One of the things I have really appreciated about this lab is the potential for people from very different backgrounds to learn something. My favorite part of our project was working on the technological side: thinking about user interface and map design. However, we also learned how to search for ancient artifacts in art databases and wrote up exhibits exploring interesting things about our heroes. Everybody had their own preferences about different phases of the process. There was little background knowledge expected coming in, which made collaborating much easier. We were all starting from scratch on our projects. It also meant that students from many different backgrounds ended up coming, which ultimately made our final projects richer.

I guess from this experience I gained an appreciation for how technology and the humanities can work together in valuable ways. I have never really had the opportunity to explore that before, because most college courses focus exclusively on one or the other. As a computer science person with an interest in classics, this program was a great opportunity for me to explore how the two can work together.

It was also really fun to come out of the program with a completed project – here is our website if you would like to explore: Mapping Mythology

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The Art of Connecting Artifacts and Maps

Kristine Mallinson, Denison University Class of 2015

When I first heard about the 2014 Alliance for the Advancement of Liberal Arts Colleges Humanities Lab at Carleton, I was not exactly sure what the program was going to be like. I knew that  there was going to be a group of students from different liberal arts schools examining Classical mythology in different ways. One group was going to be focusing on masks and the other on maps. I was particularly interested in the mapping mythology program. To my delight, I was accepted into that program. So, on Sunday August 10th I arrived in Minnesota for the first time excited to get started and learn more about what we would be doing. The first morning we discussed Euripides Heracles and different aspects about the play. Then we split into our different groups. In my group, Dr. Bryan Burns (our director) taught us how to use several different databases and explained that we would be using Omeka and Neatline. Now, I have never used these two programs and one should know that I am pretty bad with technology, however he said that they were simple programs.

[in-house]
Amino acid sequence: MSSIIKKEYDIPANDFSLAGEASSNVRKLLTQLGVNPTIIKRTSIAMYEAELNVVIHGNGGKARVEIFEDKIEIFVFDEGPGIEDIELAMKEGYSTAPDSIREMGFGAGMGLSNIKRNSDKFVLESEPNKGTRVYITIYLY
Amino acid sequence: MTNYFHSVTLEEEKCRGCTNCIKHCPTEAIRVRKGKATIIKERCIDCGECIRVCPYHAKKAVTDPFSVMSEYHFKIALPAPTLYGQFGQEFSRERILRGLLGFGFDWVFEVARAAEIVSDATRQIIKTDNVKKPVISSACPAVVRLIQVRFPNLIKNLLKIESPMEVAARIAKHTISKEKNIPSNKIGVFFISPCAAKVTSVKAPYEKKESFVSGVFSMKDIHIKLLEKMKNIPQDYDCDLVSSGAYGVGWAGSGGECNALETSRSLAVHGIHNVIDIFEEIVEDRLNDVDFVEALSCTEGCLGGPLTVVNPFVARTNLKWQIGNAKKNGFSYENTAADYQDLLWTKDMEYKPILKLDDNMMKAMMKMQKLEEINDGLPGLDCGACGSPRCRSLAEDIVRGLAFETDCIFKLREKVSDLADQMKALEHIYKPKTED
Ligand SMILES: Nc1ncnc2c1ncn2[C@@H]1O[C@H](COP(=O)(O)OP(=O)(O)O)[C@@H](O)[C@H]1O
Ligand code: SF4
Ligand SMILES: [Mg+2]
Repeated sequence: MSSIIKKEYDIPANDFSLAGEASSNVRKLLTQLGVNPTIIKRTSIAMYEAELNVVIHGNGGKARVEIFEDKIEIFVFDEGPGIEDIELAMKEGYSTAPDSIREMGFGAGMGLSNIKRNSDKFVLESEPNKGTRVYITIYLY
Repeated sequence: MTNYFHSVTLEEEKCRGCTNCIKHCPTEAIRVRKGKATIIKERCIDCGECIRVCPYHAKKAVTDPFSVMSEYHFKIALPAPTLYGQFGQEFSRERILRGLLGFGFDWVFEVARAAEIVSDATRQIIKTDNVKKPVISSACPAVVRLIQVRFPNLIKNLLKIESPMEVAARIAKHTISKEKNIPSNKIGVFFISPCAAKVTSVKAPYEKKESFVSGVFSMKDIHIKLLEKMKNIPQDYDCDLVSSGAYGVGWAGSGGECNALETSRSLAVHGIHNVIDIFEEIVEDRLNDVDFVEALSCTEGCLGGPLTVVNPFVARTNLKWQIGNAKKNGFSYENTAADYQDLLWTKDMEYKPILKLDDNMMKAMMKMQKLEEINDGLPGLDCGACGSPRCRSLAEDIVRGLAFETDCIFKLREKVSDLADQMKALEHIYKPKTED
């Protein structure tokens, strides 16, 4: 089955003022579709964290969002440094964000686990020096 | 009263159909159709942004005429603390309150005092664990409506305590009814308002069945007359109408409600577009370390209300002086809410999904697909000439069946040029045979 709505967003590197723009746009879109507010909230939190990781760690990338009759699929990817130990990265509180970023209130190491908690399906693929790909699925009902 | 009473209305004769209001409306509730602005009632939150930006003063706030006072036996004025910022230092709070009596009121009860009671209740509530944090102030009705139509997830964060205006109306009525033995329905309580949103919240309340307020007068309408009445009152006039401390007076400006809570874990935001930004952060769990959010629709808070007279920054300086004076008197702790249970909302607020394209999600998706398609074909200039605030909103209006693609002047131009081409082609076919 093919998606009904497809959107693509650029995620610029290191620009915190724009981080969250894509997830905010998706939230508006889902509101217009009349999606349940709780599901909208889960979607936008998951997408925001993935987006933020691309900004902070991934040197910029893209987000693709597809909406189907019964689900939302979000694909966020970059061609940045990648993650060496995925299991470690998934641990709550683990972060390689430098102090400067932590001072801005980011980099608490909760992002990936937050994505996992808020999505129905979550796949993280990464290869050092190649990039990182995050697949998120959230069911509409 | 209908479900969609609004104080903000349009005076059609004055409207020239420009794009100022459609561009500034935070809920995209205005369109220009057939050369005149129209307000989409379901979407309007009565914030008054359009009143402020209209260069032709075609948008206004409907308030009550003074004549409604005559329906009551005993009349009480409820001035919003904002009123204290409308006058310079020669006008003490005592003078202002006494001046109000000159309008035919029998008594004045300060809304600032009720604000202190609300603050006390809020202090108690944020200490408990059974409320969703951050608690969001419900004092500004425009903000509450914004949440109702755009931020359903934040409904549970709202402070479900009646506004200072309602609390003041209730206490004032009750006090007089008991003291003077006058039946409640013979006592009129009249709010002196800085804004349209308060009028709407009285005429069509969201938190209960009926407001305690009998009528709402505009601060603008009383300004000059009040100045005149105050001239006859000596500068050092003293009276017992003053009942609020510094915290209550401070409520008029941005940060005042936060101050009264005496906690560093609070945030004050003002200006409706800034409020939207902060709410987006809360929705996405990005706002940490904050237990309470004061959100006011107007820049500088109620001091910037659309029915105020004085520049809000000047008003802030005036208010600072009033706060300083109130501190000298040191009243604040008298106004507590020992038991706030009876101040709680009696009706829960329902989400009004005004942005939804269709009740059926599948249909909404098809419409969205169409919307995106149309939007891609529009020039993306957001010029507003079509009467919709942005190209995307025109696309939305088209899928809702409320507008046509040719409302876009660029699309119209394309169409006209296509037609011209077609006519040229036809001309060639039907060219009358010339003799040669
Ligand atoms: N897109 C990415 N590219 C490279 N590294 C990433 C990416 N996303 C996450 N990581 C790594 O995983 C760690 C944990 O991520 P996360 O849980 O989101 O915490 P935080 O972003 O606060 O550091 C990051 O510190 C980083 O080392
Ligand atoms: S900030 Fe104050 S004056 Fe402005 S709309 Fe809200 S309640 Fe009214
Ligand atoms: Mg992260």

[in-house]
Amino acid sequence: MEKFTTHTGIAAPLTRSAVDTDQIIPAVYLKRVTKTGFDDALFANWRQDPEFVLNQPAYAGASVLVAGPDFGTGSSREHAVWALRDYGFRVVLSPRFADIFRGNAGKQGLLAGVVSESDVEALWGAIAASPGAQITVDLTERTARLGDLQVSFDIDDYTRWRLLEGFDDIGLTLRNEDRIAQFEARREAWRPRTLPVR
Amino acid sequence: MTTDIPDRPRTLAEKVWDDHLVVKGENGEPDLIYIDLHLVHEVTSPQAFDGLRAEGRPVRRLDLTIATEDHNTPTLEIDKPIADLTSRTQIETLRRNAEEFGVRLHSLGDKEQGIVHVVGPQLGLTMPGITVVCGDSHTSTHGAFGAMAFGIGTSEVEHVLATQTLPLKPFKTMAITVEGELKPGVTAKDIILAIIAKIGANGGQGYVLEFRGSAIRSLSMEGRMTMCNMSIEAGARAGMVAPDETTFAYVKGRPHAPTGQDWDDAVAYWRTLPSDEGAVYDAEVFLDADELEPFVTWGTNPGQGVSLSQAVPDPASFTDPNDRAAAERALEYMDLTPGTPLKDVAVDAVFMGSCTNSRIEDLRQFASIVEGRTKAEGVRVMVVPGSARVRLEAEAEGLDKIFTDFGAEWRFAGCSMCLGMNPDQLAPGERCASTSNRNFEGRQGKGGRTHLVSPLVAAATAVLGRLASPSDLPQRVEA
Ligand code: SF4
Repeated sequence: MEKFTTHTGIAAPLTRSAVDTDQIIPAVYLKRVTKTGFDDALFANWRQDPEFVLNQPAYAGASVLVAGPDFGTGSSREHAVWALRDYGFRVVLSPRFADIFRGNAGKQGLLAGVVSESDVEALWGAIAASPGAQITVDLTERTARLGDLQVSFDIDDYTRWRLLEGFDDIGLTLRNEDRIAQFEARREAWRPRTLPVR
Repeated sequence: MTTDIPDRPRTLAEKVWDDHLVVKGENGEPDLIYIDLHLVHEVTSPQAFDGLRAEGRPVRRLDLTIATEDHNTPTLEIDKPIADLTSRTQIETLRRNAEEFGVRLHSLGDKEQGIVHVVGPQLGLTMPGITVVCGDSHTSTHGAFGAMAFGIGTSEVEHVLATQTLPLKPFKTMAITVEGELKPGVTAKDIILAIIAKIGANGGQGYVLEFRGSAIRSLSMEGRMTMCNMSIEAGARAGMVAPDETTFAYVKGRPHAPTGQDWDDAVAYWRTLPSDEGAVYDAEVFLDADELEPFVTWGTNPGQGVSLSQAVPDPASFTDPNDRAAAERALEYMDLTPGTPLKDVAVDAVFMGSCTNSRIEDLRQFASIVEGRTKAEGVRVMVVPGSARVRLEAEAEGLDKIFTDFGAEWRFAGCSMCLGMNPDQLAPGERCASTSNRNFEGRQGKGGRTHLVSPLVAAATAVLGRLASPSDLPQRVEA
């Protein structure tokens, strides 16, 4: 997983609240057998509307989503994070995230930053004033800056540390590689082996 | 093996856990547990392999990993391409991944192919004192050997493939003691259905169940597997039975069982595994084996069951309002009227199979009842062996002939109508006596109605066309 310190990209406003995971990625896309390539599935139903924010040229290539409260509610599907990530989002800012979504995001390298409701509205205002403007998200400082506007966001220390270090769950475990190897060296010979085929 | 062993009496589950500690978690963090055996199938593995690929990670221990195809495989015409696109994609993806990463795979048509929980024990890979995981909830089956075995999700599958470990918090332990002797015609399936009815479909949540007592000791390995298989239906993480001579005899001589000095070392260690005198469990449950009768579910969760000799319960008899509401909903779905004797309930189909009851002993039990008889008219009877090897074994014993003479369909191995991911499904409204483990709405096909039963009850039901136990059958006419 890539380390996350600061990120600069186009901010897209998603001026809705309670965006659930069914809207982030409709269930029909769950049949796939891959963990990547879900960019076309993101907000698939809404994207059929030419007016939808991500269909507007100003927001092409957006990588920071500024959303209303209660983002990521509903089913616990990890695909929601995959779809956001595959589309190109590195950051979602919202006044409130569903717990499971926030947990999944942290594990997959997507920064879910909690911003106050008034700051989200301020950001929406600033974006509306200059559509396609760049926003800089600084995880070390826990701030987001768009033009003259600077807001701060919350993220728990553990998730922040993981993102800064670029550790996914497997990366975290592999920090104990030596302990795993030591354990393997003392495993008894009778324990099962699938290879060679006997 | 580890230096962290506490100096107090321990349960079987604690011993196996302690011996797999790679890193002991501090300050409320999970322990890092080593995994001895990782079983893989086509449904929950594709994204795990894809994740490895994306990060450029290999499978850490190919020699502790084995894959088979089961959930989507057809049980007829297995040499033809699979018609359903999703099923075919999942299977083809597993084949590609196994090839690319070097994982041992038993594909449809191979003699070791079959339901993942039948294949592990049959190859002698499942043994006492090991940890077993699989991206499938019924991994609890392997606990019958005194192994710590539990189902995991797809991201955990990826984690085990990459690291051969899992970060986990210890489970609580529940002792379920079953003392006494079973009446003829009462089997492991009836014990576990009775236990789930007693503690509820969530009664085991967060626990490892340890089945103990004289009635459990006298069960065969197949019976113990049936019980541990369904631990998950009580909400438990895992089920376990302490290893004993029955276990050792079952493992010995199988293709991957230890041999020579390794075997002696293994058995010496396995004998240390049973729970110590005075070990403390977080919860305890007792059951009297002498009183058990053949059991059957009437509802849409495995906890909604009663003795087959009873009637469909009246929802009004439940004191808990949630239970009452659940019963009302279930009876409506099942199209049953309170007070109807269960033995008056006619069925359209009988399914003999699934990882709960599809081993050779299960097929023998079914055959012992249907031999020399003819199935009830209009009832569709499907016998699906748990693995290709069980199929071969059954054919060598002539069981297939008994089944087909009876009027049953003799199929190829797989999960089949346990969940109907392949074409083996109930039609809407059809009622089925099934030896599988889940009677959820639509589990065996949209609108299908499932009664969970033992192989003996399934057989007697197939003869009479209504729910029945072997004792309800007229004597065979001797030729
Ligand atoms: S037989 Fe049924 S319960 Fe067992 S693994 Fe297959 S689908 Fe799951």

Omeka is the artifact database, or at least that is how I like to think about it. Working at the Denison Museum during the school year and interning at the Toledo Museum of Art for a couple weeks this summer provided me with a good amount of experience working with different databases and  artifacts. I  was immediately interested and fascinated with the idea of using artifacts on a digital map to examine literary accounts.

The Journey of Theseus: the map on Neatline

The Journey of Theseus: the map on Neatline

The Life Travels of Theseus: exhibit page on Omeka

The Life Travels of Theseus: exhibit page on Omeka

I have decided to work  on mapping out the life and death of Theseus. I have used Plutarch’s  Theseus as the main historical source for his adventures. I mapped out his six deeds on his way to Athens as well as several adventures he partakes in after becoming the heir to the Athenian throne.  I am also interested in connecting him with different mythological figures and displaying this through an Omeka feature, exhibits.

Overall, I have learned a lot about online databases for artifacts as well as how to use Omeka and Neatline. All of these resources will be beneficial in my further study of the Classics. While I am still perfecting how I want to display the life and death of Theseus, it is safe to say that this is an interesting way of moving the humanities into a lab and that I have learned a lot. At the end of the week, I am excited to see what each person has created and how they decided to display different myths.